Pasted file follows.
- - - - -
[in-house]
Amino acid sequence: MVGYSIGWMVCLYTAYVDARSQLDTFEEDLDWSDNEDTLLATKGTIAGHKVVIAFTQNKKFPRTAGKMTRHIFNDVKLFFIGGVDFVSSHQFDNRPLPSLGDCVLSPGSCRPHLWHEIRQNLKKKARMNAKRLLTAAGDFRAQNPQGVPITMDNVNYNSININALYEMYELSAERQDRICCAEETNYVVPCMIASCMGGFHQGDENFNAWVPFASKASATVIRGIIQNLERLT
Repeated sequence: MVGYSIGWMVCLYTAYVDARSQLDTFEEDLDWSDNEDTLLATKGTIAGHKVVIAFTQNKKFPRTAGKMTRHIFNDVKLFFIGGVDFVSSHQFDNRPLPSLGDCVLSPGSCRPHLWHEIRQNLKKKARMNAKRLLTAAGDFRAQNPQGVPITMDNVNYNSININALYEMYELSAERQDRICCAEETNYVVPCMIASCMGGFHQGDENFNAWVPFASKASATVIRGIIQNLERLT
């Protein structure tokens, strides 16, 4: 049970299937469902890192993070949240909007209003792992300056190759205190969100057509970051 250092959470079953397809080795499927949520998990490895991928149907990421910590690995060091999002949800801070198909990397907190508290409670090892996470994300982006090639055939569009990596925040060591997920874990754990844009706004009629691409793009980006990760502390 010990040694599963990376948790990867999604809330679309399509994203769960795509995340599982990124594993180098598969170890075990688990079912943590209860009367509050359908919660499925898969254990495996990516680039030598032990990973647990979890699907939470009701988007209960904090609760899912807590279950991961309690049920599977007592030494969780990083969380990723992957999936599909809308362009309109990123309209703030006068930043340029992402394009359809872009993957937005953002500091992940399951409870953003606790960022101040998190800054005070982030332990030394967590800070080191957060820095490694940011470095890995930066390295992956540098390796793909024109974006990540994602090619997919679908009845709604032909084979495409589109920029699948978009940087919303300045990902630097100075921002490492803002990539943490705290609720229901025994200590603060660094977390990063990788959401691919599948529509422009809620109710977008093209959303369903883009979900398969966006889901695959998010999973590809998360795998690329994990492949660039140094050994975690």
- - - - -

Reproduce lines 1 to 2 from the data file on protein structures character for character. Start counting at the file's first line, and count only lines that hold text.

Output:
[in-house]
Amino acid sequence: MVGYSIGWMVCLYTAYVDARSQLDTFEEDLDWSDNEDTLLATKGTIAGHKVVIAFTQNKKFPRTAGKMTRHIFNDVKLFFIGGVDFVSSHQFDNRPLPSLGDCVLSPGSCRPHLWHEIRQNLKKKARMNAKRLLTAAGDFRAQNPQGVPITMDNVNYNSININALYEMYELSAERQDRICCAEETNYVVPCMIASCMGGFHQGDENFNAWVPFASKASATVIRGIIQNLERLT